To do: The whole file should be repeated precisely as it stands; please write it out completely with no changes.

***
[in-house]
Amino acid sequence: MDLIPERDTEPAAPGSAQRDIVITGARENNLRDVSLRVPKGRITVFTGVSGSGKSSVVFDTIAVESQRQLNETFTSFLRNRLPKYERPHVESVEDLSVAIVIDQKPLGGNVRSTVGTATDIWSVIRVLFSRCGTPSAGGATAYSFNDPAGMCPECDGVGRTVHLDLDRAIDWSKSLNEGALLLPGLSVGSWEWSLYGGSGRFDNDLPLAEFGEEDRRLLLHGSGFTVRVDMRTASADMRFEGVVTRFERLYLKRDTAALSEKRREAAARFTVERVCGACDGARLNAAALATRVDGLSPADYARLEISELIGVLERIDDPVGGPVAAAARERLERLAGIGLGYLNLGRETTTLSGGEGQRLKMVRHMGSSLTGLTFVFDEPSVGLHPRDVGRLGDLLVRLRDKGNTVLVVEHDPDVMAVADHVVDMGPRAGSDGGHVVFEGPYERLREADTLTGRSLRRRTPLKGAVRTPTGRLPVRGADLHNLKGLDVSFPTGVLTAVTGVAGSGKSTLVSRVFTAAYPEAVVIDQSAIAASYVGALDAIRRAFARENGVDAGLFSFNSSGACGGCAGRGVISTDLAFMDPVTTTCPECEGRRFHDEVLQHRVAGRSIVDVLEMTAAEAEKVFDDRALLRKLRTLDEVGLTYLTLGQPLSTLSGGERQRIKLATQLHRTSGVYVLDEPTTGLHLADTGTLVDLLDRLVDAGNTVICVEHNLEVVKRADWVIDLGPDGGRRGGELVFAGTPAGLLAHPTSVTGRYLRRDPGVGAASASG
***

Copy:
[in-house]
Amino acid sequence: MDLIPERDTEPAAPGSAQRDIVITGARENNLRDVSLRVPKGRITVFTGVSGSGKSSVVFDTIAVESQRQLNETFTSFLRNRLPKYERPHVESVEDLSVAIVIDQKPLGGNVRSTVGTATDIWSVIRVLFSRCGTPSAGGATAYSFNDPAGMCPECDGVGRTVHLDLDRAIDWSKSLNEGALLLPGLSVGSWEWSLYGGSGRFDNDLPLAEFGEEDRRLLLHGSGFTVRVDMRTASADMRFEGVVTRFERLYLKRDTAALSEKRREAAARFTVERVCGACDGARLNAAALATRVDGLSPADYARLEISELIGVLERIDDPVGGPVAAAARERLERLAGIGLGYLNLGRETTTLSGGEGQRLKMVRHMGSSLTGLTFVFDEPSVGLHPRDVGRLGDLLVRLRDKGNTVLVVEHDPDVMAVADHVVDMGPRAGSDGGHVVFEGPYERLREADTLTGRSLRRRTPLKGAVRTPTGRLPVRGADLHNLKGLDVSFPTGVLTAVTGVAGSGKSTLVSRVFTAAYPEAVVIDQSAIAASYVGALDAIRRAFARENGVDAGLFSFNSSGACGGCAGRGVISTDLAFMDPVTTTCPECEGRRFHDEVLQHRVAGRSIVDVLEMTAAEAEKVFDDRALLRKLRTLDEVGLTYLTLGQPLSTLSGGERQRIKLATQLHRTSGVYVLDEPTTGLHLADTGTLVDLLDRLVDAGNTVICVEHNLEVVKRADWVIDLGPDGGRRGGELVFAGTPAGLLAHPTSVTGRYLRRDPGVGAASASG